• Well your definition of smart works the way you describe it. But, street smartness is another matter altogether and being just plain sensible ( smart ) is another matter again.

      • Sharmila, Aish

        You are right about the definition. I reduce the meaning to ‘street smartness’ when it is applied to human attitudes. Unlike say, a smart machine, a smart purpose or a smart plan of action.

        When you speak of smartness in terms of sensibility, I think we Indians are a class apart.

        It has been rooted in our cultutre through centuries of hammering, mostly by toothless grandmas in the house.

        The Sanskrit root of that sensibility is Dharma. Unfortunately we are driven enmasse by its emotional content.

        In India, even a child picks up the evidences of dharma in another person’s actions or words, without requiring the vocabulary.

        The term, Dharma, has different connotations and is understood differently in cultures that have evolved from India, mostly those that spread East from China to Japan.

        It is used at once to mean religiion, morality, duty, righteousness, constitutional law, or simply a canonical following.

        The basic usage is also somehwat mystifying. For instance, guna-dharma is the nature of actions of a characteristic or quality of something, where as maatru-dharma is the duty of a mother and a-dharma means immoral, and so on.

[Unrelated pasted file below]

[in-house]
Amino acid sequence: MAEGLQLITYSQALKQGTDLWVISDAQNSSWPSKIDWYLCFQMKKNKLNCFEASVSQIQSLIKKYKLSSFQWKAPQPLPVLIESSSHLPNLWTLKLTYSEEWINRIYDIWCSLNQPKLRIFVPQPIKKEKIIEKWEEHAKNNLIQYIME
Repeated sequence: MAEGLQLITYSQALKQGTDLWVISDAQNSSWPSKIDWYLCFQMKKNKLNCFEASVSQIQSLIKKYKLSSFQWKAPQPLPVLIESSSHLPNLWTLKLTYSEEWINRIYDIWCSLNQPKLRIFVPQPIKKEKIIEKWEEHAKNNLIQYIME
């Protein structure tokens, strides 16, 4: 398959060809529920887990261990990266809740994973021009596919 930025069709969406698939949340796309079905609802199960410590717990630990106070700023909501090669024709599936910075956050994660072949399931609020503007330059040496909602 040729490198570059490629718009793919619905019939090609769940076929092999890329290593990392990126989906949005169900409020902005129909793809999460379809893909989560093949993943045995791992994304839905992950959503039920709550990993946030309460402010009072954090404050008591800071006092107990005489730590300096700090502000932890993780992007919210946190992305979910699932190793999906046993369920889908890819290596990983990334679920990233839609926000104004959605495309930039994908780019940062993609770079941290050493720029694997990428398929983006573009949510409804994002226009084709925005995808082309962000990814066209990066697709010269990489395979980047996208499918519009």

The first written constitutional law, anywhere in the world, was written and enforced by a person called Manu. He wrote a book called ‘Manu Smriti’ and made laws for the formation of a society. Those laws became “moral” because there were no punishments associated with their non-compliance. The consequence of a person’s actions were left to his / her Karma. They are followed even today by a large part of the Indian societies. Digvijay Singh mocked at them as Manu-vaadi hindus.

        For instance, one of the rule is to get married; and this is followed by the nature of duties and the charter of rights of men and women in a family. There is also stuff like, do not marry your lineage, but do not marry outside your caste.